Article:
Suspiria

Suspiria ★★★★½

88/100

The blood flows a far deeper, darker and murkier shade of red in Luca Guadagnino's Suspiria. His demented vision of avant-garde horror and its treatment thereof makes Argento's classic feel like cheap giallo in comparison (no offense). With a narrative scope immeasurably greater than its 1977 counterpart, Luca's Suspiria weaves together an elaborate web of mythos, secrets and all that is deranged ― with dark subtextual themes revolving abuse of power, repentance, manipulation, and perversion within matriarchy; once you peel back its layers of gore, dancing and the occult.

Unlike in Argento's film, the characters take central stage here in shaping up the drama, and it is through their psychological development (or degeneracy) that conflicts are introduced. While it takes inspiration from Argento's "Three Mothers" mythology, and keeps essential locations and characters unchanged, Guadagnino's version completely reimagines all that happens to Susie Bannion and the Tanz Academy. Sudden bouts of violence are replaced by cold, cunning and methodical execution of the coven's plans. The coven itself is explored in more detail and lent more complexity than being hushed away to a corner. Despite its outlandish appearance, there's a lot of subtle visual storytelling at play, which demands the viewers' complete attention and immersion in order for them to fully appreciate Luca's ambitious scripting.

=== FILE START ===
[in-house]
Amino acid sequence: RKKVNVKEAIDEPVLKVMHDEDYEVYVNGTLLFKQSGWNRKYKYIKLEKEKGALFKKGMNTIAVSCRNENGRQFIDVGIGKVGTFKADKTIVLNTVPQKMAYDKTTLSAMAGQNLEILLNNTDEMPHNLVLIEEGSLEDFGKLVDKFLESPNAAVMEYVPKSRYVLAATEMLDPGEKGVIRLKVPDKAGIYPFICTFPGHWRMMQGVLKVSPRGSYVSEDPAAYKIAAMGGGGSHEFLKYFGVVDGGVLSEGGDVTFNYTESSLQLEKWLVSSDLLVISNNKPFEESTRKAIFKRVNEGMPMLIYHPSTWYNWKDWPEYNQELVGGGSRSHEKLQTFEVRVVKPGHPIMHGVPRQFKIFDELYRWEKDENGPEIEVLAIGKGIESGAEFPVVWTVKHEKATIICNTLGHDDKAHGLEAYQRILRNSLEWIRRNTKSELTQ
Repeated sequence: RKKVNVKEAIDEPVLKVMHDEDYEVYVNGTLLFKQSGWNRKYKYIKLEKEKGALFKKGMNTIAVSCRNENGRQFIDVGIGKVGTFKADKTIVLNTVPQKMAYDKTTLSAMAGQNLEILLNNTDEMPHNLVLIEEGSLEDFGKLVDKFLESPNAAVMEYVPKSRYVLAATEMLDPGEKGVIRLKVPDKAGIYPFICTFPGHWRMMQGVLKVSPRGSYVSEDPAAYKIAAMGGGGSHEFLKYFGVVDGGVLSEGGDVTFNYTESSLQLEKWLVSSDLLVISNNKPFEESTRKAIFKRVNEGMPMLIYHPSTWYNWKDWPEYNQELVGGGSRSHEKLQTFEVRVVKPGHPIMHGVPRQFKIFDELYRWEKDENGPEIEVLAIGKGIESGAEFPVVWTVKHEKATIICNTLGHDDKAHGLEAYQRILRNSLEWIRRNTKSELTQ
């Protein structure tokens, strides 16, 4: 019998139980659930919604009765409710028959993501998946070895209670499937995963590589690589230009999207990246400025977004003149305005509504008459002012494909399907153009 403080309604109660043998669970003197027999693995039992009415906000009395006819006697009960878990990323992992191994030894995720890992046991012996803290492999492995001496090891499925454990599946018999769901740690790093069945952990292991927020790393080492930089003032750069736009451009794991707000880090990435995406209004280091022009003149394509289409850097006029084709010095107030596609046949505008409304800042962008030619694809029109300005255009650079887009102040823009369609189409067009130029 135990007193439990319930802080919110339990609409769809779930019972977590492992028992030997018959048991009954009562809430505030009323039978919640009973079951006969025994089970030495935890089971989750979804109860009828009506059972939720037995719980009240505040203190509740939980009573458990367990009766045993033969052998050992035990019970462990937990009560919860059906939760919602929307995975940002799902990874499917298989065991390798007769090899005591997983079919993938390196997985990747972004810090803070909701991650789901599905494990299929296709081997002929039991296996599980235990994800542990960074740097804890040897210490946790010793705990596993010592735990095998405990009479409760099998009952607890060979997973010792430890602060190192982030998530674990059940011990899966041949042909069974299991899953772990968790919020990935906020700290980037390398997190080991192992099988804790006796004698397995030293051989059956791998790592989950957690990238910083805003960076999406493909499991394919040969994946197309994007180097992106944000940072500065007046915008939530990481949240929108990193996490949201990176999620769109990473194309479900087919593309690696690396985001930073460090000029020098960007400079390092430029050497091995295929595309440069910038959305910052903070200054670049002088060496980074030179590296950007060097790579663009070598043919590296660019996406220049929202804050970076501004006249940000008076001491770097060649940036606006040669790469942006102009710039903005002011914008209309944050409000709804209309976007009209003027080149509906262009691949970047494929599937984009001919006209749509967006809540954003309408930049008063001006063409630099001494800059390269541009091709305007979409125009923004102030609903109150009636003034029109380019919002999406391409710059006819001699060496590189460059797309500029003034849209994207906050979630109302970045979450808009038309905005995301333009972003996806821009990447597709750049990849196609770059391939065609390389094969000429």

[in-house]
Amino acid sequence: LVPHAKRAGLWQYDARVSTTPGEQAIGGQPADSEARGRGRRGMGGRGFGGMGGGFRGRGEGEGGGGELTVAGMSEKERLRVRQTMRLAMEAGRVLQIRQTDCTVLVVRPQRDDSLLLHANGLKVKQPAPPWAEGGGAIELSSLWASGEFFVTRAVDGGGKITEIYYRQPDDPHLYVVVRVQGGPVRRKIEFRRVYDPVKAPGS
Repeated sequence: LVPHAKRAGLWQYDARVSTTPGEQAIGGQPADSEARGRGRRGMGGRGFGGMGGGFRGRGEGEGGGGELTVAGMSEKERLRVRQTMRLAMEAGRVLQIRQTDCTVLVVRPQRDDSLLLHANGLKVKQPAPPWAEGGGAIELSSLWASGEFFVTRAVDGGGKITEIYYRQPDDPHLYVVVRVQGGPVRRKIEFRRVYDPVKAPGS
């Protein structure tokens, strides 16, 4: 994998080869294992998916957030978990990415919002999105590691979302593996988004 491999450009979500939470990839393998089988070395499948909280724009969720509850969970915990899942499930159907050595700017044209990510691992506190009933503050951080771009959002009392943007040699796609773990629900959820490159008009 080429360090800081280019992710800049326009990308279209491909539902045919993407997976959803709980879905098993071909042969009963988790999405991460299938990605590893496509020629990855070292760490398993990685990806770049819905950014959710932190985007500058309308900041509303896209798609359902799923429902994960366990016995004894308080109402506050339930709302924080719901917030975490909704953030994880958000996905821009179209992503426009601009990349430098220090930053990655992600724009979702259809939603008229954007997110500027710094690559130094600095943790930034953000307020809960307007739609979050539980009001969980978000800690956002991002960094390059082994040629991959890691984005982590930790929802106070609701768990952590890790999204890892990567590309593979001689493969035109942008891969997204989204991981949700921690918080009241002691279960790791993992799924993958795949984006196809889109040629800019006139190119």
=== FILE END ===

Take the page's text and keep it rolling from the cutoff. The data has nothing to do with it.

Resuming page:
It is an unbridled descent into madness, swinging between chaotic and controlled, and the Tanz Academy's nerve-wracking mysteries take their toll on the viewer just as much as on its dancers. The editing job here is a thing of beauty, with frenetic cuts between a huge variety of camera angles setting up scenes of confusion and anxiety, and montages of dark imagery being juxtaposed against dreams and memories to take us inside a traumatized subconscious. Like every other aspect of the film, the colour and lighting too is outrageously bold yet classy, and should rival the nightmarish effect Argento had managed all those years ago. And nothing I say could possibly do justice to Thom Yorke's deeply unsettling score, which really makes the film all the more disturbing to watch.

More terrifying than most of the titles billed as 'horror', and easily one of my favourites from 2018. Guadagnino has struck cinematic gold and made something so unrelentingly imaginative and crazy that it's guaranteed to polarize viewers everywhere; and I, for one, am glad that he's gone this route of championing what he envisioned rather than trying to please everyone with any conventional remake. Can't stress enough how impressed I am and desperately need to rewatch this again pretty soon.

Block or Report